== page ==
I open the big door without knocking, and all of my senses wake up. I breathe in a sweetness, something like a fruit orchard, and I don’t know where to look first. A wall-hanging of reeds woven whimsically and highlighted with hot pink catches my eye, then I quickly scan the room for more spring color. It’s everywhere.
I’ve just walked into work. Yes, work.
I recently began working in a retail space that was actually a place I’d walk into when I was having a grey sort of day — before I was employed there. I wouldn’t go in to shop or partake in a bit of “retail-therapy,” I’d just go in to gaze and soak up the beauty … and dream.
This may sound a bit over-the-top, but I am a creative person. I can sometimes become a bit zealous about things — even kitchen gadgets, wall hangings, and hardware. Colors, patterns, and others’ handiwork give me visions of creating, and dreams of experiencing life beyond the routine.
And yet, I realized something about myself recently. I don’t always dream as lofty as I once did.
I have a six-year-old grandson, and boy, does he know how to use his imagination and dream. He talks about ninjas like they’re his friends and he wants to build a real moving robot for me. The best part is this: He’s not afraid to say what he’s thinking and hopes to do, because he truly believes it.
Isn’t that what faith sounds like?
Jesus looked at them intently and said, ‘Humanly speaking, it is impossible. But not with God. Everything is possible with God'” ( Mark 10:27).
I’m not going to be the one to tell him it sounds ridiculous, or will be too hard to accomplish. He’ll learn that from everyone else around him quickly enough.
We don’t live in a world that’s always the most dreamer-friendly. That’s why I give my imagination freedom at work where I’m inspired at every turn. The bright paper tropical birds and cardboard hot-air-balloons allow me the privilege. And that’s why I like to steal one-on-one time with my grandson. He challenges me to think beyond my own grown-up world and dream all the “I can” thoughts I’ve had from time to time — and push away the adult fear.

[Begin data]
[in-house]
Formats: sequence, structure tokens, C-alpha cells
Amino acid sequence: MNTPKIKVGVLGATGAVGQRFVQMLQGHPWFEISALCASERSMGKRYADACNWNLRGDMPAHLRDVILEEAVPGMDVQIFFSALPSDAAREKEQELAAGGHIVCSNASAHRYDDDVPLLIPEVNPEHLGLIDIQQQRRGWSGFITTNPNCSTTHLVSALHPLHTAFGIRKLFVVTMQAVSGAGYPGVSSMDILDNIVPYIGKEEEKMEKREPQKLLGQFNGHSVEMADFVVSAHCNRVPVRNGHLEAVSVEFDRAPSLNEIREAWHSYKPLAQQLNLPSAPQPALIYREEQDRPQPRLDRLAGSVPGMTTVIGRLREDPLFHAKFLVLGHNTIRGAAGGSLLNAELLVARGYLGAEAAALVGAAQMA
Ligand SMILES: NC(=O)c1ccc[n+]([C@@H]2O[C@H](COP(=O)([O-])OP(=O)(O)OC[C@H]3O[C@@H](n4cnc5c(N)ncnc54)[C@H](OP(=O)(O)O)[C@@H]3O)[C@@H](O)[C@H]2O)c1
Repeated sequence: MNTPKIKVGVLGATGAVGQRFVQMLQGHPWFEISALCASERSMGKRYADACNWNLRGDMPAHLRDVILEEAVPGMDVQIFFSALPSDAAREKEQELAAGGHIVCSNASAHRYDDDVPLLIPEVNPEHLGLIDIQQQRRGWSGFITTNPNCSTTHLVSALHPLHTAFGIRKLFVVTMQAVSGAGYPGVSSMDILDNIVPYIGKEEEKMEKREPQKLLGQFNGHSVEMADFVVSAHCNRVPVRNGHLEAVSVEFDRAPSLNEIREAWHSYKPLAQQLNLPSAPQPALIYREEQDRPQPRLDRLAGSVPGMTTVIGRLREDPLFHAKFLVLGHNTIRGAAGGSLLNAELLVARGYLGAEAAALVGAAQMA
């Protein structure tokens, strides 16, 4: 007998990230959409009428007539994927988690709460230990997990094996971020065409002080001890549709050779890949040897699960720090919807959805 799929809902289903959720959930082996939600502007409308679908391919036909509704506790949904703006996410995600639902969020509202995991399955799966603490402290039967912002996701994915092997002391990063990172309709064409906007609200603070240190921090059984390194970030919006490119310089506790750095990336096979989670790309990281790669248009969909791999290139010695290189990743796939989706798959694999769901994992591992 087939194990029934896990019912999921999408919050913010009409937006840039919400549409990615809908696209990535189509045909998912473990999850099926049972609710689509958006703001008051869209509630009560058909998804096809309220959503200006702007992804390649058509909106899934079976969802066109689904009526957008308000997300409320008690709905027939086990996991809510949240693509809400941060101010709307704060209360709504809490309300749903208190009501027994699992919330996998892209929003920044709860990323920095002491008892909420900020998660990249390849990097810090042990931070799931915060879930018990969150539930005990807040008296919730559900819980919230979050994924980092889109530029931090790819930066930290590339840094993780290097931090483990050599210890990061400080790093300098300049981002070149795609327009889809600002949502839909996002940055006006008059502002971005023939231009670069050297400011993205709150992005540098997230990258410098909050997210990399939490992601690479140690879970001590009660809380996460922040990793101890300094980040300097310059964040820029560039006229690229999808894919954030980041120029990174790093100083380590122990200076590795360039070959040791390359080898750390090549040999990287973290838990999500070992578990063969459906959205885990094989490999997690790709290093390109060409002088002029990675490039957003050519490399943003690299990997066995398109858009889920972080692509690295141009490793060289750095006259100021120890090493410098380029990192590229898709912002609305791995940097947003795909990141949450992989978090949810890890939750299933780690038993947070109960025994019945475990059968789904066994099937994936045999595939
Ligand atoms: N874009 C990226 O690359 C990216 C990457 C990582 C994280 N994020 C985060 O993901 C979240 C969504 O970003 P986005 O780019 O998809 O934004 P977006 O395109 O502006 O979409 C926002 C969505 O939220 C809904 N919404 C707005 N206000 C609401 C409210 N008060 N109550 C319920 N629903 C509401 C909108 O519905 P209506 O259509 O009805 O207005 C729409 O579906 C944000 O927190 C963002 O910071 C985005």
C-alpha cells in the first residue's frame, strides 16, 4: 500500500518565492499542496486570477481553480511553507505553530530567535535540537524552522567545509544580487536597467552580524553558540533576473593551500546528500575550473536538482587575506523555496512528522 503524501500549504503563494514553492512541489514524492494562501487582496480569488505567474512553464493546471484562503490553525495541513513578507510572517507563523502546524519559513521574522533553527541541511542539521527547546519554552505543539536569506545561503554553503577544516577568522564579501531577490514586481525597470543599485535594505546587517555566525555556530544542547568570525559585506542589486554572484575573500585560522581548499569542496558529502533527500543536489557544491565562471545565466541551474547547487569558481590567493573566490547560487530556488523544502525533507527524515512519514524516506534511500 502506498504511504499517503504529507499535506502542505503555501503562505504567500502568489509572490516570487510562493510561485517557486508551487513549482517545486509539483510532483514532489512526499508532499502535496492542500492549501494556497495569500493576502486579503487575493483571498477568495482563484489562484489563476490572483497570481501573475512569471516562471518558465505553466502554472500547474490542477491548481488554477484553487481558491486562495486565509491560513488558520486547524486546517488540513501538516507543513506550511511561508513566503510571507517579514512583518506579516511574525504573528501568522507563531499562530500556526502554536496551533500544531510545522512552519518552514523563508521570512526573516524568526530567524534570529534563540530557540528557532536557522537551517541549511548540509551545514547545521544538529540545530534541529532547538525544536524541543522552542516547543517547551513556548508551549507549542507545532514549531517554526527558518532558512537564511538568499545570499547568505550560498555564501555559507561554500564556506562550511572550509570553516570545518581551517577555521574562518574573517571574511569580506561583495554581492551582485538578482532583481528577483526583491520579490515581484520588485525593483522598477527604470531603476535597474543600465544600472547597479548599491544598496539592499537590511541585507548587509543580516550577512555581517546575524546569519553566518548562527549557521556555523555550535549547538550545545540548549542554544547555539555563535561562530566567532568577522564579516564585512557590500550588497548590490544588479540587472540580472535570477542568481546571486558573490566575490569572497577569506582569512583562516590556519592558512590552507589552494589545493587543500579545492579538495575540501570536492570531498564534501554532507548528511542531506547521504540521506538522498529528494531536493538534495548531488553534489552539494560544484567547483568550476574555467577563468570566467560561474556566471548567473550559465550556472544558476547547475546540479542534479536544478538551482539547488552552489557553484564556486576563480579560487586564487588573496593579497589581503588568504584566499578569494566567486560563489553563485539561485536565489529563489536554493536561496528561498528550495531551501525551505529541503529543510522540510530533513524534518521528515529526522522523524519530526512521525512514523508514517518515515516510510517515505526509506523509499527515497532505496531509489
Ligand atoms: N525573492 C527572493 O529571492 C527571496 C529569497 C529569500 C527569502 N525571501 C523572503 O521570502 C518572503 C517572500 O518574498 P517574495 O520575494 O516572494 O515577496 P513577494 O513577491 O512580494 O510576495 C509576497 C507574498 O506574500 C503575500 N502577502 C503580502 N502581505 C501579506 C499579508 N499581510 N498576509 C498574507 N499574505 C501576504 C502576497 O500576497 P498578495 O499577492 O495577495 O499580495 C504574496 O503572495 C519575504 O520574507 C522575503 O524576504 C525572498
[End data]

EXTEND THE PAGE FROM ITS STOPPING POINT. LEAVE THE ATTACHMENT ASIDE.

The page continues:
Even more so, I crave the times of soaking in God’s presence, listening for His faith-stirring voice, and cheering on my dreams.
But all too often I am reminded of the realities that I have to face: finances that aren’t always available, broken relationships not yet mended, and hopes to reach and touch people and places on this planet I haven’t yet.
I’m afraid to venture back into a lot of the dreams I’ve had because many of them once crumbled and failed right before my eyes. You don’t have to be very old to know disappointment and failure — especially when you’re a creative dreamer.
I can only compare it to the day in the future my darling grandson may come to me and say, “Grama, I’m sorry … I couldn’t figure out how to build you a real robot.” Then what? Tell him to stop dreaming because most dreams are too hard?
Fear and failure crowd out faith, and the enemy robs us of the joy in dreaming — dreams that God has given. One mistake, wrong turn, or even full-on failure doesn’t erase the beautiful journey God has us on.
Now all glory to God, who is able, through his mighty power at work within us, to accomplish infinitely more than we might ask or think” (Ephesians 3:20-21).
I once dreamed of adopting a child from another part of the world and by God’s grace, we did. I once wanted desperately to take the hand of others and help them do the very same thing. I can’t say I’ve done that … yet. I once dreamed I would write a book telling all the tales that allowed us to bring our adopted Brazilian son home. Documents and papers fill my computer and my box of journals, but I doubt anyone could follow the plot. No book has been written … yet.
I could probably fill a page or two with dreams I’ve had that I wish were still part of my regular “to-do list.” But many of those seem too extreme, too expensive, or too emotionally exhausting. Many of them seem to fall under the category of “someone once told me it wasn’t practical” and so I dropped it.
The day in the future my precious grandson comes to me with an unrealistic God-dream, I’ll be sure to cheer him on, reminding him all the disappointment is worth it when he follows his heart and uses the gifts God has given him to bring beauty and joy into the lives of others around him.
And then I’ll take my advice to heart, pick myself up, and keep dreaming.